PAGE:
By Joseph Polizzotto
"Superficiality is the curse of our age," Richard Foster once wrote. Although these words were addressed to Christians (chiefly Protestant) almost 40 years ago, couldn't we also apply them to the state of the American Catholic Church in our own era? One could cite any number of troubling contemporary trends (e.g., voting habits among Catholics) to make this case, but no area of our Catholic life reveals a greater superficiality than our common (mis)understanding of classic Christian spirituality. There are at least three aspects of Christian spirituality that we fail to appreciate, which shows our superficiality: mysticism, monasticism and martyrdom, or "the Three M's," as I like to call them. To the extent that we don't appreciate any one of the three M's, we risk creating a sham spirituality.
Many Christians believe that mysticism refers to the unique religious experiences (e.g., ecstatic visions) of only a select group of Christians and that not all Christians are called to be mystics. The word mysticism, however, originally referred to the common religious experience that all Christians should enjoy by virtue of their baptism in Christ. Saint Paul summarizes this original meaning best in Colossians 1:27 when he refers to the mystery, "which is Christ in you, the hope of Glory." For the Early Church, to be a mystic was to understand that we are a "new creation" in Christ (2 Cor. 5:17) and that it is possible to join St. Paul in saying that "it is no longer I who live, but Christ who lives in me" (Gal. 2:20). We must reclaim this original meaning or else we fail to grasp what our life with God is expected to be. If we think that our life with God does not necessarily involve a radical transformation of "Christ in us," then we can easily disregard the wisdom of our fellow Christians who have walked more closely with Our Lord than we. And this is in fact what we see today.
With our common misunderstanding of mysticism, it is no wonder that we also witness an abysmal ignorance surrounding the beauty of the monastic vocation. When was the last time we heard a monk preach at our local parish or heard a call for monastic vocations? I'm afraid the value of the "religious life" is so foreign to many of us that we would hardly notice its disappearance, were it ever to take place! May God forbid! But monasticism is as essential to Christianity as mysticism, for if our life with God necessarily involves our transformation in Christ, it is only common sense that some of us would set out a systematic way of arriving at that common destiny.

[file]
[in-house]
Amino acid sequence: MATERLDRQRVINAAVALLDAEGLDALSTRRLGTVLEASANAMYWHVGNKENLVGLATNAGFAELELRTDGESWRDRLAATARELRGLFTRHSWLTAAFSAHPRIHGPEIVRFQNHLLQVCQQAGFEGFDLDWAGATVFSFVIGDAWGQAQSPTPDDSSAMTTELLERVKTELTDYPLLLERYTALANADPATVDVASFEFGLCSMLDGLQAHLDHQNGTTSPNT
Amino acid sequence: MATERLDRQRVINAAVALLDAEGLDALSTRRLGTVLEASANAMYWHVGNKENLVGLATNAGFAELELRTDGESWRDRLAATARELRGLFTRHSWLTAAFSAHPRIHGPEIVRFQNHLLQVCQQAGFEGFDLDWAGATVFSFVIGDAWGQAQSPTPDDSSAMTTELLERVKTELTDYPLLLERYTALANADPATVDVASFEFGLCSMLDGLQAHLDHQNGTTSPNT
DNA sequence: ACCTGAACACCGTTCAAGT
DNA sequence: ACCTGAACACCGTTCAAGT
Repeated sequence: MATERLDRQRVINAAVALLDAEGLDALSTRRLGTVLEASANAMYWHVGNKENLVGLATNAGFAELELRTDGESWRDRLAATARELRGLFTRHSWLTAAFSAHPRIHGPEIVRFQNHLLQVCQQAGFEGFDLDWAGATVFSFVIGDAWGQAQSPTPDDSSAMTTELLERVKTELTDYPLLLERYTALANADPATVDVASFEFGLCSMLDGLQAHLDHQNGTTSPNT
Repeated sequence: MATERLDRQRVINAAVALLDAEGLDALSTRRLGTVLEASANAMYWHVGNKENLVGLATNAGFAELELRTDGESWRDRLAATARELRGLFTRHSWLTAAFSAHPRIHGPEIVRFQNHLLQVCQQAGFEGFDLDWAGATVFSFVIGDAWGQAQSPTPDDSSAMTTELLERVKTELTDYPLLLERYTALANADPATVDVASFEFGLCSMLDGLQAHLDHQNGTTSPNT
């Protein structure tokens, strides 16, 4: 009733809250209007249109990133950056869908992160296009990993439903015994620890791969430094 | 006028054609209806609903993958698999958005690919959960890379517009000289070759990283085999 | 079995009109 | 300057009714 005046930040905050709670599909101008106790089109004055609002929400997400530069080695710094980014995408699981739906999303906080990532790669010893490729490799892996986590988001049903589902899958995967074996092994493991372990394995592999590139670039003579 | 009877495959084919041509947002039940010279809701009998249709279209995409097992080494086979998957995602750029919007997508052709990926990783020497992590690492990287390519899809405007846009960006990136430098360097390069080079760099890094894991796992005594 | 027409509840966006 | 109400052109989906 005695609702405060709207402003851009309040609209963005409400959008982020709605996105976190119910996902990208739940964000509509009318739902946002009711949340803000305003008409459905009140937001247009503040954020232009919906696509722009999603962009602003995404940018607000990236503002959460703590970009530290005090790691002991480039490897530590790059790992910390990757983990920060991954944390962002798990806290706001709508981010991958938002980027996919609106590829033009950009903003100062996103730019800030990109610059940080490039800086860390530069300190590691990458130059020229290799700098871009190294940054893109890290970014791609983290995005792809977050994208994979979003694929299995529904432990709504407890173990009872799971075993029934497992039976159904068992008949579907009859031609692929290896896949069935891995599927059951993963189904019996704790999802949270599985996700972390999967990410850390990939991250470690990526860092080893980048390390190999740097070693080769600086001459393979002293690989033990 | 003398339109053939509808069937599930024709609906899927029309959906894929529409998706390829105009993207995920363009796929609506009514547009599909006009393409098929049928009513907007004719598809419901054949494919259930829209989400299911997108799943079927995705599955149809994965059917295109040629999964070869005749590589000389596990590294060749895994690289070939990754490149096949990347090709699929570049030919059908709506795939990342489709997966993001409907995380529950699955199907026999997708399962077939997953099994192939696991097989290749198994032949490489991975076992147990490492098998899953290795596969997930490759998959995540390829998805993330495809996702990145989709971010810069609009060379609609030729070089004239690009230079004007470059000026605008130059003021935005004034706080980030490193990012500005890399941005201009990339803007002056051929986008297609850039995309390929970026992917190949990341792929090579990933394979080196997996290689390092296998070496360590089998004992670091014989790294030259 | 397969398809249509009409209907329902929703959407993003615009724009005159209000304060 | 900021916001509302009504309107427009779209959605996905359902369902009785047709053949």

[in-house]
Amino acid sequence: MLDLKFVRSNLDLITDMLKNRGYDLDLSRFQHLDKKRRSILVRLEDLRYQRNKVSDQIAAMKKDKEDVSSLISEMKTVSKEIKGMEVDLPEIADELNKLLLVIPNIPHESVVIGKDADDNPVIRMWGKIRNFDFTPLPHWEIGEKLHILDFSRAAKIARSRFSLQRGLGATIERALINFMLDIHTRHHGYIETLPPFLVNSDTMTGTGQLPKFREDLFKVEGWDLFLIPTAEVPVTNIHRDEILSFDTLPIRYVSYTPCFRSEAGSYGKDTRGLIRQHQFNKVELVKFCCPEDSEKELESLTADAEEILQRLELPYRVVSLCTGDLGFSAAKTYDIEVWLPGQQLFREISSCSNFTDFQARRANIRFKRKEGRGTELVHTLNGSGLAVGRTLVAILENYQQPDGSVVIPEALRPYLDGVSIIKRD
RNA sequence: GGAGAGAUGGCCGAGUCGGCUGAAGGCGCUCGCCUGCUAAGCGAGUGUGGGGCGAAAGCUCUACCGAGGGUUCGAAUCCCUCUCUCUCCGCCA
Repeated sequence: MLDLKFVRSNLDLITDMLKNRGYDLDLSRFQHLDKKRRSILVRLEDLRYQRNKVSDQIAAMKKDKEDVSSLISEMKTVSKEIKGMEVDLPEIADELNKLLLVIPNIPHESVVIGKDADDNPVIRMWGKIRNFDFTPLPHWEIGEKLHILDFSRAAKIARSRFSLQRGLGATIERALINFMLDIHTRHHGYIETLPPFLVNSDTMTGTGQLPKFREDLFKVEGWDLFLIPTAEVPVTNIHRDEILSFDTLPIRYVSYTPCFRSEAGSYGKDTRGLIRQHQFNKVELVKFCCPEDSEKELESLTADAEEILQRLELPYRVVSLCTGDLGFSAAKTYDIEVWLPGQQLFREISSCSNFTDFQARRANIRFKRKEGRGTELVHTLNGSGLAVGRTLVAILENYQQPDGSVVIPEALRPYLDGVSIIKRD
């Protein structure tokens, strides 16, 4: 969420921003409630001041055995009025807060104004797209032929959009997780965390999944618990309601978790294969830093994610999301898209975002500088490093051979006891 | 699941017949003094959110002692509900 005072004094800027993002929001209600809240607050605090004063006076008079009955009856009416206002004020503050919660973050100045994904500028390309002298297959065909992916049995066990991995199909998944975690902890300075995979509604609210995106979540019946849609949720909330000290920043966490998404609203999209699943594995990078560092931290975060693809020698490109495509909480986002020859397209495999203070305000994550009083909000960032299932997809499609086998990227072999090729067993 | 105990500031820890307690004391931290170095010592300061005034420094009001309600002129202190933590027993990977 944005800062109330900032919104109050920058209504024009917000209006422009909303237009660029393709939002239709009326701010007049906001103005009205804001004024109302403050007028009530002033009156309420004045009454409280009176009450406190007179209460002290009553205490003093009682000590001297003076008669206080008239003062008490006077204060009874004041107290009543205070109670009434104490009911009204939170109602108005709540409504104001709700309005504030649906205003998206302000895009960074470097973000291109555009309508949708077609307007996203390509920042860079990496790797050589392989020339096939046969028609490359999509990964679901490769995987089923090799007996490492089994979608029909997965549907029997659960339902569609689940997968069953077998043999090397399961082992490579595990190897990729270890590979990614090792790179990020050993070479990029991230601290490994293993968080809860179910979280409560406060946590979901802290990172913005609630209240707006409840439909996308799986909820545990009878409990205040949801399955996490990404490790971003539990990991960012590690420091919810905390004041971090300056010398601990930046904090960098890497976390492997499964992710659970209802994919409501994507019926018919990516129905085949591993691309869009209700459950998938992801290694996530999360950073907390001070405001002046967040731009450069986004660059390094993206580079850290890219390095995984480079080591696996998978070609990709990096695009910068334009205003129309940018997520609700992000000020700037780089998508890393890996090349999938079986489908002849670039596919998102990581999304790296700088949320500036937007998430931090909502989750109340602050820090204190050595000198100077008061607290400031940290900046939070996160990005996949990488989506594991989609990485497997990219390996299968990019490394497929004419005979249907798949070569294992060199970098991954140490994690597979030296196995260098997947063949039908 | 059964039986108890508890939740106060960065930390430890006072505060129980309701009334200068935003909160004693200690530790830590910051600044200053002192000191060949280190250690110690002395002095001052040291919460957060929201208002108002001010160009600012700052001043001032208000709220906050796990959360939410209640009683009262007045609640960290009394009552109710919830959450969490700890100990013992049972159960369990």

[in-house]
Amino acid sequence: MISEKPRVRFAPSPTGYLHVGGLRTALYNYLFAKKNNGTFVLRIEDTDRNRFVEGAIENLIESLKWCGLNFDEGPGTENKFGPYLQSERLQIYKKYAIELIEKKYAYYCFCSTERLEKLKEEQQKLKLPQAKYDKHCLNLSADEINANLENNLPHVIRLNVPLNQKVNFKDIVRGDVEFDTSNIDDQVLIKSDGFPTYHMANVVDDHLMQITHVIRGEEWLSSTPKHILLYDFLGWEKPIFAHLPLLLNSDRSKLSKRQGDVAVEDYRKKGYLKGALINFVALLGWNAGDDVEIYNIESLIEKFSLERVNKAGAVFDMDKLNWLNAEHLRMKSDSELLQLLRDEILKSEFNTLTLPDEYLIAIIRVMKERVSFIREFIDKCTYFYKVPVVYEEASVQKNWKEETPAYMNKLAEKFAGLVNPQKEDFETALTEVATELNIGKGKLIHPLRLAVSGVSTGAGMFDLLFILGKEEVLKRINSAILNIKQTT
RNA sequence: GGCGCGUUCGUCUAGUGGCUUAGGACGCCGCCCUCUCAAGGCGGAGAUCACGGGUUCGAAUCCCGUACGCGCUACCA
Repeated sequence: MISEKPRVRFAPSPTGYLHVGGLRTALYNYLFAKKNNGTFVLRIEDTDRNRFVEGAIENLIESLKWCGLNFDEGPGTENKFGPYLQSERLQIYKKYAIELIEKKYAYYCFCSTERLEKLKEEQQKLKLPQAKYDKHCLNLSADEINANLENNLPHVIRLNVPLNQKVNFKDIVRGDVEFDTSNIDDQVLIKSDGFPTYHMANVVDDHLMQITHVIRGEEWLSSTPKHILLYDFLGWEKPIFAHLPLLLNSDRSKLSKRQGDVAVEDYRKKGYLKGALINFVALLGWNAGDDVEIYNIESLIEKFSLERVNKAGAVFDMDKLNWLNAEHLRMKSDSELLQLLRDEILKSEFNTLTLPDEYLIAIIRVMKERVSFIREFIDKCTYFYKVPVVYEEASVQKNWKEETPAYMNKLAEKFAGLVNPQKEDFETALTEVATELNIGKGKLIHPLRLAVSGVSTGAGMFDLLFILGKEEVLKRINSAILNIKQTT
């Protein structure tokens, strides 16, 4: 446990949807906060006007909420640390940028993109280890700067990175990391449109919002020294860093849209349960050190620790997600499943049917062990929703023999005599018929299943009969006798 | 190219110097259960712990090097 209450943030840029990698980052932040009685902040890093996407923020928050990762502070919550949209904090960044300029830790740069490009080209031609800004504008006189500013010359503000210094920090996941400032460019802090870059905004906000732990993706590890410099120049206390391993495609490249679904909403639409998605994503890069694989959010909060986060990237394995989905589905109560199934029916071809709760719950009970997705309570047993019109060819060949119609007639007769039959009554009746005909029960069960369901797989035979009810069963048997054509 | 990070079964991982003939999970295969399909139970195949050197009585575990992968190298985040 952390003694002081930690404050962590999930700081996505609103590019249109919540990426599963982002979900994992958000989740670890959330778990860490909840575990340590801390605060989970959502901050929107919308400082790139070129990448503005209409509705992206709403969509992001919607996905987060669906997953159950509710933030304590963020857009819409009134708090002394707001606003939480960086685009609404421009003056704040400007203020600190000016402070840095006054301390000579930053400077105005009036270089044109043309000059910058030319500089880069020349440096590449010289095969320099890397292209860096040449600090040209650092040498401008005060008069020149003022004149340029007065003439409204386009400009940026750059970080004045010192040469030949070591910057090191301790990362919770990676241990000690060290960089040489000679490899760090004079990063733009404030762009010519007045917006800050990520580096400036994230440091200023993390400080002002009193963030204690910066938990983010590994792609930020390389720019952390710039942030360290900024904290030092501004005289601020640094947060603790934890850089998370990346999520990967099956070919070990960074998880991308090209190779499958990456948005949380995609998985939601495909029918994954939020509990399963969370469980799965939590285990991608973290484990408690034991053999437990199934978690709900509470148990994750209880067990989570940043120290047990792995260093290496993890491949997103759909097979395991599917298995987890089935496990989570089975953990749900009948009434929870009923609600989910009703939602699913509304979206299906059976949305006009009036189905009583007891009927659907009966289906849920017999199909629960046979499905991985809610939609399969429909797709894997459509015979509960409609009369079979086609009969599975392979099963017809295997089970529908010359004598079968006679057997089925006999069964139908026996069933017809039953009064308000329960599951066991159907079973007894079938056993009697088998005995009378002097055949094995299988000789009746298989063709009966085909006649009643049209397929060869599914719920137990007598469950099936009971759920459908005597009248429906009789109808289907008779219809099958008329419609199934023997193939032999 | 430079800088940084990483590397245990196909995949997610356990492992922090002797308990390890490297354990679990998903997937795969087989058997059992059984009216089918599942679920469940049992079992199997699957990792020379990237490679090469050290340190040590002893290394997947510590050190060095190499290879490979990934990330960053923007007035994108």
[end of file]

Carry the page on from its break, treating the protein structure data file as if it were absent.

Perhaps our lack of appreciation derives from our perception that to be a monk means to "flee from the world" (monos = to be alone), but we would wish to "save the world." But how unfortunate! It is a false dichotomy that any "flight from the world" for Christ's sake necessarily entails that we do not also wish to "save the world." In this case as before, a simple reading of the New Testament could disabuse us of our shallowness. We will recall that Our Lord spent much time in solitude (Mark 1:35, Luke 5:15–16) and that St. Paul withdrew to Arabia (Gal. 1:17) after his conversion. And we forget the many plain injunctions to despise the world (e.g., 1 John 2:15), which constantly stands athwart God's ways opening us out to the wide path that leads to destruction.
The fact is that monks have already anticipated what we must all one day perform, which is the decisive choice of God's will over our own. Their wisdom and the timeless practices they have cultivated are a great treasure in the Church, for it is by their flight from the world that they can now more adequately set about saving it. And this begins with us! In the Early Church, Christian communities often grew around the great monasteries, and monks were relied upon for giving us spiritual instruction in the ways of God. We would do well to heed their voices today!
What is the upshot of these misunderstandings? Having lost sight of our high calling (mysticism) and of our brothers and sisters who have charted the way (monks), we will inevitably fail to heed Jesus' call for us to be "witnesses [martyrs] ... to the ends of the earth" (Acts 1:8). While Christians decry our current political situation or our cultural trends, we must remember that we are called to be martyrs, a people who "witness" the transforming life in Christ to the (sometimes) bloody end.
So what to do? Let's return to the sources of our faith and have a singleness of heart and purpose. After all — pop psychology be damned! — the "all-or-nothing" attitude is not a vice but a virtue!
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